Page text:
What Counts Most in a Person?

Of all character attributes, what counts most? For me, it’s integrity, or doing the right thing, regardless of circumstance, especially when no one’s around. I say this because of the pervasive anonymity our high tech age confers. I confess to being a Marcus Aurelius devotee, who in Meditations wisely counseled, “Do not act as if you were going to live ten thousand years. Death hangs over you. While you live, while it is in your power, be good.”

I was seated by a corporate CE0 on a flight years ago and we began to converse. He shared that what he looked for most were trustworthy employees committed to doing the job right, workers not requiring micromanagement. Warren Buffett echoes this sentiment when he counseled, “We look for three things when we hire people. We look for intelligence, we look for initiative or energy, and we look for integrity. Without the latter, the first two can hurt you.“

In short, trustworthiness is primary, sorely lacking in business, politics and even religion today. And yes, too frequently in private conduct. Some may call it, ‘walking the talk.” I call it Integrity.—rj

Thanksgiving Reflections:

In his Meditations, Marcus Aurelius recommends we accept all things, even the painful: “Convince yourself that everything is the gift of the gods.” Although this seems problematic, with everything that happens to us, good or bad, we can gain insight, transcend rather than recoil or take offense. If someone hurts me, I reach for the good that remains in that person. If stricken ill, I’m more mindful of healthy changes I must make. With the pandemic, I gain awareness of my need to protect others and give thanks for more time at home with those I love. As Epictetus, whom Aurelius follows, tells us, “Everything has two handles.” In all things, grasp the easier, more positive handle, and give thanks, both now and always.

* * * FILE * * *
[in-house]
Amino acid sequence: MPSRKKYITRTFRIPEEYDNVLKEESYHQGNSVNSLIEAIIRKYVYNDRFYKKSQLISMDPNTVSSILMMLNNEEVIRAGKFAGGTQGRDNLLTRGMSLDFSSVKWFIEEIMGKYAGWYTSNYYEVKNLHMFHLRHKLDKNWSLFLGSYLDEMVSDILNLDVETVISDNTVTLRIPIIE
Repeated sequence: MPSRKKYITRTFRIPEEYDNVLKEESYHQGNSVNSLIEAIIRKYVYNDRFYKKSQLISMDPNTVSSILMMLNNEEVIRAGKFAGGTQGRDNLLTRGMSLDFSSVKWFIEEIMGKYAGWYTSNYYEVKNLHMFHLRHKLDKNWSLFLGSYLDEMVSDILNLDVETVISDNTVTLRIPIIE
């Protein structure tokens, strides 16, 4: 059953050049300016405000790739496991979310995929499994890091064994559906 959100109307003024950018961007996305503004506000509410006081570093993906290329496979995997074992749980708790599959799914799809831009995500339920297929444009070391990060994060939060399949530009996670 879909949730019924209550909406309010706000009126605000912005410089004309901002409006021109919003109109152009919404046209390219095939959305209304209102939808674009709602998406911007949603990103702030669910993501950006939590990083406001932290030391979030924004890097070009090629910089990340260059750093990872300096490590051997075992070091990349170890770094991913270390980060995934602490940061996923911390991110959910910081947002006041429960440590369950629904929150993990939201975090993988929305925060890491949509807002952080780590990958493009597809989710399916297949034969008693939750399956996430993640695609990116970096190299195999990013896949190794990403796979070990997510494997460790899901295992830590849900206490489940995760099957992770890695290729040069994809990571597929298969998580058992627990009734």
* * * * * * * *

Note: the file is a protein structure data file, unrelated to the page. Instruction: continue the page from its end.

California Reminiscence

I remember my first rendezvous with California, the Golden State, as a 17-year old serviceman on his way to Korea, dazzled by snow-capped mountains thrown back in the crystal blue waters of Lake Tahoe, the descent into orchard country and, then, San Francisco. Suddenly, I understood my brother and a beloved uncle making it their home.

Ultimately, I married a California girl and nearly thirty years ago we honeymooned in Monterey and its environs. Our children and grand-babies are Californians and, when we can, we make the trek. I know California well, studied in California on a government grant, am a devotee of Big Sur country, aficionado of poet Robinson Jeffers, writers Steinbeck, Didion, Chandler, Solnit and still others.